Perhaps they are something more. People do like to say things like “My mom was Wonder Woman!” or “My mother was a saint!” These cliches would be flattering if they weren’t also fundamentally dismissive. They supplant effort with magic. These cliches and others like them use language to substitute an archetype for a real person. As if being a mother wasn’t an identity worth complimenting on its own. That a mother’s value is only unlocked when she is really someone else.
A Facebook photo, in this context, becomes evidence. A kind of proof of personhood. Two eyes, a nose, ten fingers. “Don’t you see,” the mother says, “I am a person; just like you.”
Mothers are also barred from the acknowledgement that what they do is effortful, another essential component of the hero’s journey. We seem to have decided that because mothers love their children, it isn’t really work to take care of them. It is a joy, yes. It is a blessing, of course. But it’s not work.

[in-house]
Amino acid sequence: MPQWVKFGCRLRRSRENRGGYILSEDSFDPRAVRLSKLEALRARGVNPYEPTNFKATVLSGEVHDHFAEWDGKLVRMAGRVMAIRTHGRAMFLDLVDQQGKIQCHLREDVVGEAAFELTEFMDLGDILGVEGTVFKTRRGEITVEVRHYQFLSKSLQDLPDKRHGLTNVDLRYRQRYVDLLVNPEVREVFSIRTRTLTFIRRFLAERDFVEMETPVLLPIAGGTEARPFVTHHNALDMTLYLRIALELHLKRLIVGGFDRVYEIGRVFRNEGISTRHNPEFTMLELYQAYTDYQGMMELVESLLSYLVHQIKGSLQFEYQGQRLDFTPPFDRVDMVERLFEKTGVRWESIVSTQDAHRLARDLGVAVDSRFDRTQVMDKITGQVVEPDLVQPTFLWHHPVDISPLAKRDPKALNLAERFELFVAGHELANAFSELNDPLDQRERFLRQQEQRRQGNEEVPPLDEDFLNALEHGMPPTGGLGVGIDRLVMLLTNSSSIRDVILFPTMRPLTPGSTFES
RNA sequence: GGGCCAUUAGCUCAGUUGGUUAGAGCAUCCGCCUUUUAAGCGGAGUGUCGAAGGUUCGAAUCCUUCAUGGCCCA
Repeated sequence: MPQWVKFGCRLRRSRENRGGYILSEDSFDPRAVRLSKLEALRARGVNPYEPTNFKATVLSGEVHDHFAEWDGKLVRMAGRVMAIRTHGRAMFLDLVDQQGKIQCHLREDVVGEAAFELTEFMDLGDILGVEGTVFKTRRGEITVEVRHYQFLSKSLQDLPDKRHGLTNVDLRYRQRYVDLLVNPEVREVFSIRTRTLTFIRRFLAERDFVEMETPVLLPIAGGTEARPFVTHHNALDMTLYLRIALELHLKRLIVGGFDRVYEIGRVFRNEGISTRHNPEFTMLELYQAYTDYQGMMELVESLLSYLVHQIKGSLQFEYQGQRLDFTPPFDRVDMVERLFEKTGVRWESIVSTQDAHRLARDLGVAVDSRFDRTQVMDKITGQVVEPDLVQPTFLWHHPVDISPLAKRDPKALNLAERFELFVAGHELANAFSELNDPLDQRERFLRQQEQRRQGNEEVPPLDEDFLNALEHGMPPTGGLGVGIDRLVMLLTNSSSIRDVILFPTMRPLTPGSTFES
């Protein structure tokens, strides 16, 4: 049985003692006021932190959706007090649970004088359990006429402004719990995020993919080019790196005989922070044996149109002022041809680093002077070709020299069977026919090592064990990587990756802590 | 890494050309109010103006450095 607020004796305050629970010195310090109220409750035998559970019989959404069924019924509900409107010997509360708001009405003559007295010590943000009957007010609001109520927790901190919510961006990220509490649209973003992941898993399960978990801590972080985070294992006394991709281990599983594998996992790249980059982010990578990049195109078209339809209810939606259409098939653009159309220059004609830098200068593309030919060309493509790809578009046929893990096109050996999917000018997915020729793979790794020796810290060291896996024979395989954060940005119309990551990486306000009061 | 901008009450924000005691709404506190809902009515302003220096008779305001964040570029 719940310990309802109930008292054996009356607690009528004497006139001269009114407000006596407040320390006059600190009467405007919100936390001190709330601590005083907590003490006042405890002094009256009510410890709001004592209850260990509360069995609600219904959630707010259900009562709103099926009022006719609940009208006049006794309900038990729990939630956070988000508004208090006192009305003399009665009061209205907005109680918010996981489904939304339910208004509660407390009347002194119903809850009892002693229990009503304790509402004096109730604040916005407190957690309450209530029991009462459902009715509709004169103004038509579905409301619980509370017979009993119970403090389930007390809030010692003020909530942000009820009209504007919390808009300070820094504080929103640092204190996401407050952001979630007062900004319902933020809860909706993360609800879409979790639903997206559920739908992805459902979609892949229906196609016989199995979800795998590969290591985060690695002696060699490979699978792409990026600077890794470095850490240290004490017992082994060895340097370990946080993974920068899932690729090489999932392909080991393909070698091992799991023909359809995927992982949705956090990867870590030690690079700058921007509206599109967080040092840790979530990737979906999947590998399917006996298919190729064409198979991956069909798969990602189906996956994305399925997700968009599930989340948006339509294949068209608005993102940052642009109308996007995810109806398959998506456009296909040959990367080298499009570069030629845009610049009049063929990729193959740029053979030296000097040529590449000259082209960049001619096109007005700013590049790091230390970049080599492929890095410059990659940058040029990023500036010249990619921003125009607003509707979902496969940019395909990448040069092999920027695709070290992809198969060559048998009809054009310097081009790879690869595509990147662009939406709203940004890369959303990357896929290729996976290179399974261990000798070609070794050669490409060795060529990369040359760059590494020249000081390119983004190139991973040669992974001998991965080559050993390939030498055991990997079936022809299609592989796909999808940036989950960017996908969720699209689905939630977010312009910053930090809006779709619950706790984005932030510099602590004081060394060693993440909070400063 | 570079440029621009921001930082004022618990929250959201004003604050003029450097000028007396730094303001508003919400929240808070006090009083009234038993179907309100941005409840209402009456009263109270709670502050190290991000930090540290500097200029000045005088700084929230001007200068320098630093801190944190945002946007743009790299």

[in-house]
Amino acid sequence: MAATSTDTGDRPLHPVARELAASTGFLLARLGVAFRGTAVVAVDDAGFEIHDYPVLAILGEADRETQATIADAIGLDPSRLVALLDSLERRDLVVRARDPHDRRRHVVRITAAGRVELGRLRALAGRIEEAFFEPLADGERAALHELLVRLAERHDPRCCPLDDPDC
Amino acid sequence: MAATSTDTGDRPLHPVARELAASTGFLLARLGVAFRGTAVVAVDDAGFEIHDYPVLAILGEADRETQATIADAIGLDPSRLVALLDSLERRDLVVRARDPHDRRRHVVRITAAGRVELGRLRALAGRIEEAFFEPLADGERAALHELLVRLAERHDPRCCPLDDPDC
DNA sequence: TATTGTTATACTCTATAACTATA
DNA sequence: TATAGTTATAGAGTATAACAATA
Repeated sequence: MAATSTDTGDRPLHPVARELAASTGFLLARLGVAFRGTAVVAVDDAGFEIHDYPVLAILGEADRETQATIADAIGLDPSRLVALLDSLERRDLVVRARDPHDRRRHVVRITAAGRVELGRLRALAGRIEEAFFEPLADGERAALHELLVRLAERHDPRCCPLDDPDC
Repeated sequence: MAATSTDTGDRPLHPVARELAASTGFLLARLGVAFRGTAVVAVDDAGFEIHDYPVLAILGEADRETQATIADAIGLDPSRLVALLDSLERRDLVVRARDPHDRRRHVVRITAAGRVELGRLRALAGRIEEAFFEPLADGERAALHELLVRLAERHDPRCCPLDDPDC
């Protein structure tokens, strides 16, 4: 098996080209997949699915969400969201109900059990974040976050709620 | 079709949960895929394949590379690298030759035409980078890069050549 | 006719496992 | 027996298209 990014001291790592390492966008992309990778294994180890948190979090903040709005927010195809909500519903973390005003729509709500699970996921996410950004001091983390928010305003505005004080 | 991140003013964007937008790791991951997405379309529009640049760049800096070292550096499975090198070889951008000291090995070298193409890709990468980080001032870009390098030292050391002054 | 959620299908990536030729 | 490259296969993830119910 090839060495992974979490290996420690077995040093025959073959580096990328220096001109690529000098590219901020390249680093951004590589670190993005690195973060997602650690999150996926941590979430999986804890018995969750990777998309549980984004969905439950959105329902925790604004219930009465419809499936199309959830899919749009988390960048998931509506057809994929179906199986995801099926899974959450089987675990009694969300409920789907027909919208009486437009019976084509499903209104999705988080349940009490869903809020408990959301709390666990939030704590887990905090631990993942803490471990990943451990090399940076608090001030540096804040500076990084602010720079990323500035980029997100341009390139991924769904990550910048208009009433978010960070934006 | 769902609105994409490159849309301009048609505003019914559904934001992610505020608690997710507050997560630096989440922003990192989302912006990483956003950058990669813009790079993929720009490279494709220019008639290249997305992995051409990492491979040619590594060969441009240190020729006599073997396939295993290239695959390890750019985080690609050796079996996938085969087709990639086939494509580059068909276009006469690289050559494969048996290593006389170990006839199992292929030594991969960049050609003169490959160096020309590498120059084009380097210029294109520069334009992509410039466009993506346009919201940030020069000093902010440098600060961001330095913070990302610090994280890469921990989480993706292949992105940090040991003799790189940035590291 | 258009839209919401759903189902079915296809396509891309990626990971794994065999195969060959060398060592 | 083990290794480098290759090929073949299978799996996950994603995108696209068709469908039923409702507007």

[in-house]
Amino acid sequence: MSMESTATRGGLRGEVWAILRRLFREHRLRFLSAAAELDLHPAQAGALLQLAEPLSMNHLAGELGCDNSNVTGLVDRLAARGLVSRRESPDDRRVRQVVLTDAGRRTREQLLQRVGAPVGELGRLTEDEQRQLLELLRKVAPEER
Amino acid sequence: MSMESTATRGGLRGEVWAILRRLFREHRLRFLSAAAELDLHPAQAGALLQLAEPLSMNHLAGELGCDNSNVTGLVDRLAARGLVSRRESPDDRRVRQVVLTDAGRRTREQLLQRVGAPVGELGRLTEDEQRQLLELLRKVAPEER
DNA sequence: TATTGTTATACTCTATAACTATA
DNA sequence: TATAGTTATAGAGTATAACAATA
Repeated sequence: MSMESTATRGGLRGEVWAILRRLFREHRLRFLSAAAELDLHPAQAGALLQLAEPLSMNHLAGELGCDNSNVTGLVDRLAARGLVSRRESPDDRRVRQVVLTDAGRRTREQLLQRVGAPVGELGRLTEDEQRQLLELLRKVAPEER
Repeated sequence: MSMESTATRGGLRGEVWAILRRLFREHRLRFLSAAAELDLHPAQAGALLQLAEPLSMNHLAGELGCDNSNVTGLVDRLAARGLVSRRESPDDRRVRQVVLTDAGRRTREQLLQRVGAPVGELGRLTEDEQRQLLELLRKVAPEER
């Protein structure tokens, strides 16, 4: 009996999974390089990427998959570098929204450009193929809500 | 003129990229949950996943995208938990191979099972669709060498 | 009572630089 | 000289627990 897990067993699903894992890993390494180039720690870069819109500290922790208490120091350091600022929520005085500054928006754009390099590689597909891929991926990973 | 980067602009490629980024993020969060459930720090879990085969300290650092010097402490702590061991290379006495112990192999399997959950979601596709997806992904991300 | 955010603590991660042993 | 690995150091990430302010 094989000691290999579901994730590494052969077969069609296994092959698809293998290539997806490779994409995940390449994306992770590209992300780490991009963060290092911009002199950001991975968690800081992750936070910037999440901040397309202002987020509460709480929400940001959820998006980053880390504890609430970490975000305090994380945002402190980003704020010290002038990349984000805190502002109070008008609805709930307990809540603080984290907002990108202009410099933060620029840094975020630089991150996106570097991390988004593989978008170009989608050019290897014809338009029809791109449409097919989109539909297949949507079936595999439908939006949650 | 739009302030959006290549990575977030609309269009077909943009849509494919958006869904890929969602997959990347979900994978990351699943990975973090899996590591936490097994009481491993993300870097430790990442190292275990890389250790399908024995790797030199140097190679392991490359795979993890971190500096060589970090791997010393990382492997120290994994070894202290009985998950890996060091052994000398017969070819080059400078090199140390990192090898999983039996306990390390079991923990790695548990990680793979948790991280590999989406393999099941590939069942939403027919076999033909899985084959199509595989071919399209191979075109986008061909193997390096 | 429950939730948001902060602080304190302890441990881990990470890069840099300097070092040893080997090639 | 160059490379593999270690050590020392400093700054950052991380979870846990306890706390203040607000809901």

It is strange, really, this insistence that we cannot love our children and also find the work of raising them to be, well, work. These are not mutually exclusive concepts: Love and work. They are not even necessarily related. I could tell you that I love the color teal (I do), but that affinity really says nothing about whether or not I work on or with or for teal (I don’t). Likewise, if I told you that I once worked in local government (I did), you’d have no clear information about one way or the other about my affection for it (I’m not saying).